This document contains background information for facilitators before they run the workshop with participants. It helps to understand the different kinds of copyright licenses that exist on the internet and provides links to possible activities to use for workshops.
Preparation time for facilitator
Name of author
Resource originally created in
What's an open license?
An open license allows anyone to use, edit, reuse and redistribute a work. There are different types of open licensing including free and open licenses and free distribution licenses. Amongst the most common are Creative Commons licenses.
Creative Commons licensing can be used to attribute certain rules to using online works. This consists of combining the following elements:
- The attribution of a work to an author
- Authorisation to modify a work
- The obligation to share work in the same conditions
- Authorisation of commercial use of a work
Here is a quick visual summary of the symbols and rules implicated by Creative Commons licensing systems.
What is copyright?
Copyright comprises the totality of rights attributed to the author of a work (or copyright holders more broadly, for example an inheritor) when they decide to publish a work (book, painting, video, photograph, etc.).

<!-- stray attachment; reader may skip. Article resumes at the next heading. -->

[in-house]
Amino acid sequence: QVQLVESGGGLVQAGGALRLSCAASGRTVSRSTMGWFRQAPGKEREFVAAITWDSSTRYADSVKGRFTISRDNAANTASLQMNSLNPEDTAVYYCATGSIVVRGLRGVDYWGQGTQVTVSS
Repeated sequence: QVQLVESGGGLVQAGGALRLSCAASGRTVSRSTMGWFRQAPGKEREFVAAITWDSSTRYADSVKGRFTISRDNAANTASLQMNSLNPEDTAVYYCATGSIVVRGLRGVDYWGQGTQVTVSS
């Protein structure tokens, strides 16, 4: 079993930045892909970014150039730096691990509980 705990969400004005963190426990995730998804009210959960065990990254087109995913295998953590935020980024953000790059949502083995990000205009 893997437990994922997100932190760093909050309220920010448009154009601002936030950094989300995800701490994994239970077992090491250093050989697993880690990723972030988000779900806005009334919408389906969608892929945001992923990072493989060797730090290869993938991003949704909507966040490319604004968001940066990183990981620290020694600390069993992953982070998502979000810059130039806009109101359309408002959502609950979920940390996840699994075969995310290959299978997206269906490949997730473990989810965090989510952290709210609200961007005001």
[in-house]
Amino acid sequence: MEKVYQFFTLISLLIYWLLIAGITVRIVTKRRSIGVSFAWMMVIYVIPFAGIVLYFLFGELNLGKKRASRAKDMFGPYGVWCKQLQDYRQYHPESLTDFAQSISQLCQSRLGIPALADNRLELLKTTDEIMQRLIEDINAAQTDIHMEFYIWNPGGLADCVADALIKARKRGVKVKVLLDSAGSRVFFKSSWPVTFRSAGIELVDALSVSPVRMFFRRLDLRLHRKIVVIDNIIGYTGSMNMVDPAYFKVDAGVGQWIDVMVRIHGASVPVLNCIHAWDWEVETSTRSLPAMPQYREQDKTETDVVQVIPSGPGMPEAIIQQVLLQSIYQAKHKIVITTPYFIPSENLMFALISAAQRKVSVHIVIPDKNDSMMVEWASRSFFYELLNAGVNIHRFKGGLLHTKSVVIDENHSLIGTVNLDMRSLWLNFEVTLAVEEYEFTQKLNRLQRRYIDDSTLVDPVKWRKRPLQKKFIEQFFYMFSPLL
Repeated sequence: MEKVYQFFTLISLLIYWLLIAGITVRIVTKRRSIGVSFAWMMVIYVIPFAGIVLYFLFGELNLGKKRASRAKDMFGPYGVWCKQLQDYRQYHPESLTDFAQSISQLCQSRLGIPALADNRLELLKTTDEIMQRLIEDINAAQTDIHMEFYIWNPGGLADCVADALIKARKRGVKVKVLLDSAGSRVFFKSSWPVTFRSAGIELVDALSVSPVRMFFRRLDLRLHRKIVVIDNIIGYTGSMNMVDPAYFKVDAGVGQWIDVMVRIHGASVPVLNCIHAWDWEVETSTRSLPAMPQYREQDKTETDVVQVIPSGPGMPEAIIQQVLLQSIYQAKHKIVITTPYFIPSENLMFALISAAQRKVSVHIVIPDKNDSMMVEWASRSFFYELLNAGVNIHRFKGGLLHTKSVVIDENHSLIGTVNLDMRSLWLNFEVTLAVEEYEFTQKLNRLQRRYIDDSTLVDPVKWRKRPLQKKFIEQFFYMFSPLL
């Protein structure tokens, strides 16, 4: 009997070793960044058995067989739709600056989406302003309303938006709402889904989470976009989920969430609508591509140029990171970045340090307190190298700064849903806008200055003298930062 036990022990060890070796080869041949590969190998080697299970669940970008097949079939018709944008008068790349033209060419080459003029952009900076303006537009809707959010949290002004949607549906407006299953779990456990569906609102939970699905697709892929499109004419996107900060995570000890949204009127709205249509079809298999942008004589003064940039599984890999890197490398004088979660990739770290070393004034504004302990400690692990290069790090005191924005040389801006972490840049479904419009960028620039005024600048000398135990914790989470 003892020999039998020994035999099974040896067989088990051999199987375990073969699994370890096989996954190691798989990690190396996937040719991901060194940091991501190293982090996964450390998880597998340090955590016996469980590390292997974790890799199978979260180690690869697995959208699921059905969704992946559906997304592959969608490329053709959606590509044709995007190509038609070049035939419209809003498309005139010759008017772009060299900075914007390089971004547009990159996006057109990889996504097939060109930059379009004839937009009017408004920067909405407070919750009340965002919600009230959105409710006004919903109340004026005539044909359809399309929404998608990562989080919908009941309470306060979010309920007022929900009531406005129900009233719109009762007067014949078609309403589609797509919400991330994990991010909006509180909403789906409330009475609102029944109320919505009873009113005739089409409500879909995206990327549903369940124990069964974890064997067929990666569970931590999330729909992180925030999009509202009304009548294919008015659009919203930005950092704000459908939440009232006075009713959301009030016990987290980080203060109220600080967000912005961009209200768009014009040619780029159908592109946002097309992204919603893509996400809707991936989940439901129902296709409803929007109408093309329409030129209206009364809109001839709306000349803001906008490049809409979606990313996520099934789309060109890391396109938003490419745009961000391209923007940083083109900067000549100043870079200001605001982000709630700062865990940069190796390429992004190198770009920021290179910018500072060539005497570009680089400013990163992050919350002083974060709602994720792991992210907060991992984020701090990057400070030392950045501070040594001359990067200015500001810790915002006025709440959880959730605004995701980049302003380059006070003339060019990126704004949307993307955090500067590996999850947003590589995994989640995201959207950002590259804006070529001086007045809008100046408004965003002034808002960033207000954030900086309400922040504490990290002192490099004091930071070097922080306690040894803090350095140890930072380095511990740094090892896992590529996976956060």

The legal concept of copyright began in Europe with the advent of printing and mass publishing. This evolved significantly with the development of photography and cinema, and later with the democratisation of digital technology in terms of a publishing platform.
It confers moral rights, which ensure the author is recognised as the creator of a work, and legal ownership, which allows copyright holders to pursue economic gain from their work.
The author can therefore choose to confer on their work one of the following systems:
- All rights reserved
A work’s creator can decide to attribute no rights of reuse by indicating ‘all rights reserved’. This means that no one can use, copy, reproduce, publish, send, distribute or edit the work in any way, without the written permission of the author.
- Public domain
Works that appear in the public domain are not subject to restrictions regarding use and reuse. The work can be reused and distributed freely without any condition. These works can be accessed freely and without limits because the author decided as such or because they are no longer protected by copyright because it has expired. In the US and EU, the copyright expires 70 years after the death of the creator. It is for this reason that Disney has been engaged in a legal battle for 90 years to preserve copyright on its logo so that it does not fall into public domain.